Grounded - All characters get 1 extra bonus feat at first level. This feat must be used for Skill Focus, a +2/+2 skill feat, a Regional feat, or another similar low-power, high-flavor feat. Regional and "other" feats must meet DM approval.
No More Mr. Nice Guy - The Paladin class only vaguely resembles the PHB or Unearthed Arcana versions. General overview of the class - no spellcasting, alignment restricted to the alignment of the god (in this case, spirit) the Paladin follows rather than always LG, "Divine Gifts" similar to Star Wars Saga Edition talent trees. I'll provide more details if someone wants to play one.
Primitive - The most advanced metal in Cuirlen is bronze. As such, I'm adding a few more layers of Damage Reduction. DR heirarchy will be as follows: Adamantine > Steel > Bronze > Iron. In other words, an Adamantine weapon will pierce any DR based on the other materials, but a Bronze weapon will suffer reduced damage against armor that gives DR X/Steel. Bronze armor, in general, gives DR X/Iron. Leather armor depends on the creature used to make it, but is usually DR X/Piercing or Slashing.
Rewarding - You can expect to get a lot of "non-traditional" rewards for good roleplay and for successfully finishing plots. Examples include skill bonuses, bonus feats, and new classes and races available for play.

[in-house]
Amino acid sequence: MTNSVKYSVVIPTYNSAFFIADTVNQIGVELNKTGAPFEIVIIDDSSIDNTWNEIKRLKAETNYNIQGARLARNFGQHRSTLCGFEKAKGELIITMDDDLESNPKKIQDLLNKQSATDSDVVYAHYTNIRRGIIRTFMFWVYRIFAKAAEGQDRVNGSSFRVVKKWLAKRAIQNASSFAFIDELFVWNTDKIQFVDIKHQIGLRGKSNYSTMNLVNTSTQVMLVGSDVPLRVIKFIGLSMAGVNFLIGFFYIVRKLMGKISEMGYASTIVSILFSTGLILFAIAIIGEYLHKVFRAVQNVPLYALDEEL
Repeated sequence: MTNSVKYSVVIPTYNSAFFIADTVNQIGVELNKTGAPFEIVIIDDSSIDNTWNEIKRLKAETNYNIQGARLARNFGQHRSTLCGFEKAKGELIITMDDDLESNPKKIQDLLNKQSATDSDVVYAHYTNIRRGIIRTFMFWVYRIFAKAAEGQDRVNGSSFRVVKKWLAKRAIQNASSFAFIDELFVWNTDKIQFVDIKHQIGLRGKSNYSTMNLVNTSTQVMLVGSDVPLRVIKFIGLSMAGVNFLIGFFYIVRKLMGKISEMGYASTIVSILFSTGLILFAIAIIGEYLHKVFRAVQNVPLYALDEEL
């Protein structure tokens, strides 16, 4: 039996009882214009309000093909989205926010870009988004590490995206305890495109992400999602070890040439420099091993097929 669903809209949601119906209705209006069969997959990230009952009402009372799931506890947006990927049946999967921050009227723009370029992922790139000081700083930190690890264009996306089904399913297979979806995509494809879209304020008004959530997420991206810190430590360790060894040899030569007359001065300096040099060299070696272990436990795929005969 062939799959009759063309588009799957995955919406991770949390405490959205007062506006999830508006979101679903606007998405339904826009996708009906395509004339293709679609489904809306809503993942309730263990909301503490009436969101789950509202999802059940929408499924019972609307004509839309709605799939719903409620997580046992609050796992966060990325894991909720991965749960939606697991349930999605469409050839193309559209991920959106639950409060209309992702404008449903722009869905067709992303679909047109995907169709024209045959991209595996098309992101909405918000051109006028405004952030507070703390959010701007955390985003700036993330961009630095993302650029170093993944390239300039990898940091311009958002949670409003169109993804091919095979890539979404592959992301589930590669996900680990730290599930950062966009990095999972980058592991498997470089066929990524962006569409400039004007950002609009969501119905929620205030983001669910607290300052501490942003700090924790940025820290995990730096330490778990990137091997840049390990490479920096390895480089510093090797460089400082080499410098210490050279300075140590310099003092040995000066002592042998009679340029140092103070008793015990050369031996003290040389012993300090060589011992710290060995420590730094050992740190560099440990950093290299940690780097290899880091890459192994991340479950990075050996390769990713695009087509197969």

Time to Rest - You can expect there to be a lot of off-screen "downtime" that you can use to further develop your characters without having to roleplay out every sentence.
Low-Magic - For at least the first generation, magic items will be incredibly rare. Someone might want to take some item creation feats.
You Can Cast What? - Spells Known are subject to DM approval. I'm not going to be draconian about this, but spells such as, for example, Comprehend Languages and Tongues make no sense for a character to know at this time. If such a spell becomes logical in the future, a character will be able to "research" it using the Spell Research rules without paying the XP or Gold cost.
Rule Number One - I reserve the right to add more house rules as I think of / remember them.
Last edited by Zurai; Friday, 6th June, 2008 at 04:34 AM.
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Saturday, 27th October, 2007, 10:54 PM #2